Wednesday, May 22, 2024

5 Common Florida Architectural Styles and How to Decorate For Each

 When people who have never visited Florida think of the Sunshine State, they often picture the types of homes that they see in television shows and movies. However, the reality is that there are as many different architectural styles in Florida as in California, New York, or even European nations. 

Whether you buy an existing home or new construction, it’s often easy to see the architectural intent of the home. And while you own the property, trying to fight against the grain of the structure might prove to be a decorating challenge. When the Baer’s Design Team is setting up a room for a display photo shoot, they take the space into consideration. As interior home decorators, we recommend you do the same. 

5 Common Architectural Styles in Florida 

These are some of the most common architectural genres we see around our state. With a little imagination and planning, you can match your interior with the artistic vision of the architects. 

1. Coastal-Contemporary Design 

Architects who favor coastal-contemporary draw their inspiration from the wondrous natural environment of Florida. Picture a beach house where the ocean, sands, tropical trees, and of course, sun all pour through expansive plate-glass windows. The colors in the home are awash with natural light, and the furnishings are made from natural elements, like this living room featuring the Palm Coast Rectangular Cocktail Table and several other elements from the Tommy Bahama Home Ocean Breeze Collection. 

To achieve this look, stick to white-washed woods, blue accents, and neutral beiges. Avoid chrome, plastic, and leather. Use glass and shiny materials sparingly. 

2. Mediterranean Architecture

The first European settlers in the Floridian peninsula were Spanish, and Florida was a Spanish colony from 1513 to 1763. It stands to reason that beautiful Mediterranean architecture would have endured in our storied state. Mediterranean architecture often features stucco walls, clay barrel tile roofs, open-spaced rooms, and other features. 

Mediterranean interior décor often has heavier, darker furniture than coastal interiors. Something like the Trident Buffet from Tommy Bahama Home would fit nicely into a Mediterranean Interior.

While there are modern interpretations of Mediterranean décor, its roots are akin to traditional. Darker, heavier pieces made from wood, leather, and metal fit nicely in a Mediterranean scheme.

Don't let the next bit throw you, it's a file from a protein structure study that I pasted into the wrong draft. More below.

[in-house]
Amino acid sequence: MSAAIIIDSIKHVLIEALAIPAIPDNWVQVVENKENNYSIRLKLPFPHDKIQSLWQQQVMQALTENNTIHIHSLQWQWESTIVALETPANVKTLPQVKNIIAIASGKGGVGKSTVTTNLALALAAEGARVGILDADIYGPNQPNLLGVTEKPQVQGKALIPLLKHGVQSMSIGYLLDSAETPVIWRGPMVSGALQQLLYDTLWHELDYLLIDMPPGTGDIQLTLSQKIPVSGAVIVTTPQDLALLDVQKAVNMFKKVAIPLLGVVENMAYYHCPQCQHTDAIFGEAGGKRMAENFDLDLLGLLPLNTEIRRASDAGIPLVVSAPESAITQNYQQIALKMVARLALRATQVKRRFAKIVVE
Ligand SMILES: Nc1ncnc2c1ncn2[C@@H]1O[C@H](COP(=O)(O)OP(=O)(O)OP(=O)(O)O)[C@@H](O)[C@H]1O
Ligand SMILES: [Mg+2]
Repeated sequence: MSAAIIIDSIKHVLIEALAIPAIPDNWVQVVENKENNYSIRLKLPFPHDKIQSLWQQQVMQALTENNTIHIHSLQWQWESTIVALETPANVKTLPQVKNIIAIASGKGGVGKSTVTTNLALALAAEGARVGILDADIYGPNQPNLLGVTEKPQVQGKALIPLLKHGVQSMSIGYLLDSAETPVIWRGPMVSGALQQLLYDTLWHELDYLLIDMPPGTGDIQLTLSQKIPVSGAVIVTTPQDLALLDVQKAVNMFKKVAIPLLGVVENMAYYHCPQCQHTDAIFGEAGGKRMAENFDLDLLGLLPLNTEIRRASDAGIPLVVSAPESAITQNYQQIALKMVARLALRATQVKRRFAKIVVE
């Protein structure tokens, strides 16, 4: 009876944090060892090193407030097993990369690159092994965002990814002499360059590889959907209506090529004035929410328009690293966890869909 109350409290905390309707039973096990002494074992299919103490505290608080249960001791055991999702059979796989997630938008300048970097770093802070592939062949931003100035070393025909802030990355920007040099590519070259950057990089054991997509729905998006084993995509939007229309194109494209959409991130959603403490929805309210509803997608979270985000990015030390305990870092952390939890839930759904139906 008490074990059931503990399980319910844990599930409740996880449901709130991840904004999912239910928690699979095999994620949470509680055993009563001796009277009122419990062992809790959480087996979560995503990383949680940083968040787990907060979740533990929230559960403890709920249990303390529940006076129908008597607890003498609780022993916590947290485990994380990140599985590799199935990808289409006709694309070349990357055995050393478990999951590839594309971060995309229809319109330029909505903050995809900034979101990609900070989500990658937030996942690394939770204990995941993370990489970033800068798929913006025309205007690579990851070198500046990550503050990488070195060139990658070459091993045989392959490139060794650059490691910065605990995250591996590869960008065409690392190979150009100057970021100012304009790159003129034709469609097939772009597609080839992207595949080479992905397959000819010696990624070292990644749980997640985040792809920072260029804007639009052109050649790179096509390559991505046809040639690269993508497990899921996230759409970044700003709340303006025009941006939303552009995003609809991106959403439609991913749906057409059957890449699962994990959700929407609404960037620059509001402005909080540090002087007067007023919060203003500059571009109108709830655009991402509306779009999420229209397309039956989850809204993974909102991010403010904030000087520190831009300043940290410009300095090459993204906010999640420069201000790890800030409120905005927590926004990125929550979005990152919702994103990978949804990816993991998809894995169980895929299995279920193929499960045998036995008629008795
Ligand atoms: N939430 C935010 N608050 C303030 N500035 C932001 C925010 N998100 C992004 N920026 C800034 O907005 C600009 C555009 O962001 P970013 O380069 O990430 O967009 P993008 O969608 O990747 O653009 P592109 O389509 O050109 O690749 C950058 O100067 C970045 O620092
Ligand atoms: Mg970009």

3. Victorian Architecture

If you’re from the southern, coastal area of the state, like Miami or Fort Lauderdale, you may be scratching your head at this selection. However, as you head north or over toward the Gulf Coast, you can see the Victorian influence in many houses. Victorian homes have steep roofs, are thinner and taller than many Florida homes, and often have large, wraparound porches. 

Traditional elements fit best in Victorian homes, and many Floridians choose to infuse furniture that’s reminiscent of the colonial styles that were de rigueur during the life of Queen Victoria. Consider this dining area featuring the Cayman Kitchen Table. It’s a smaller setting ideal for narrower Victorian homes, which often don’t have as much space to give up. The details in the seat fabric and rattan backs point to the far reach of the British Empire. 

4. Ranch-Style Homes 

If these aren’t the homes that made America, they certainly are the homes that made Florida. Ranch-style homes are in nearly every city in the state, from Jacksonville to Miami to Sarasota. Ranch architecture is usually one-story, with an attached garage and plenty of windows and sliding glass doors. 

Ranch layouts offer decorators a great deal of versatility, but because these Florida staples began popping up in the 1940s and 1950s, many go with Mid-Century Modern décor. 

We love the look of this room with the Mid-Century Modern Media Console. Most ranch homes have the wall area to host a 99-inch piece, and it has tons of hidden storage. 

5. Contemporary Design 

Contemporary architecture is particularly popular in beach condos and apartments throughout the state. However, the efficiencies and modernness of contemporary architecture have made it a popular choice for inland buildings as well. Contemporary homes are dominated by neutral colors and modern materials mixed with natural elements. Furniture pieces are somewhat minimalist with the occasional bit of flair. 

Check out this beautiful contemporary bedroom featuring the Axiom Panel Bed by Bernhardt. It has the pristine, welcoming look of an upscale hotel room after a long flight - with the warmth of home. 

Regardless of the decorative approach you intend to take, great décor starts with high-quality furniture. With 16 furniture stores throughout Florida, Baer’s Furniture should be the first stop on your list. Shop Baer’s today!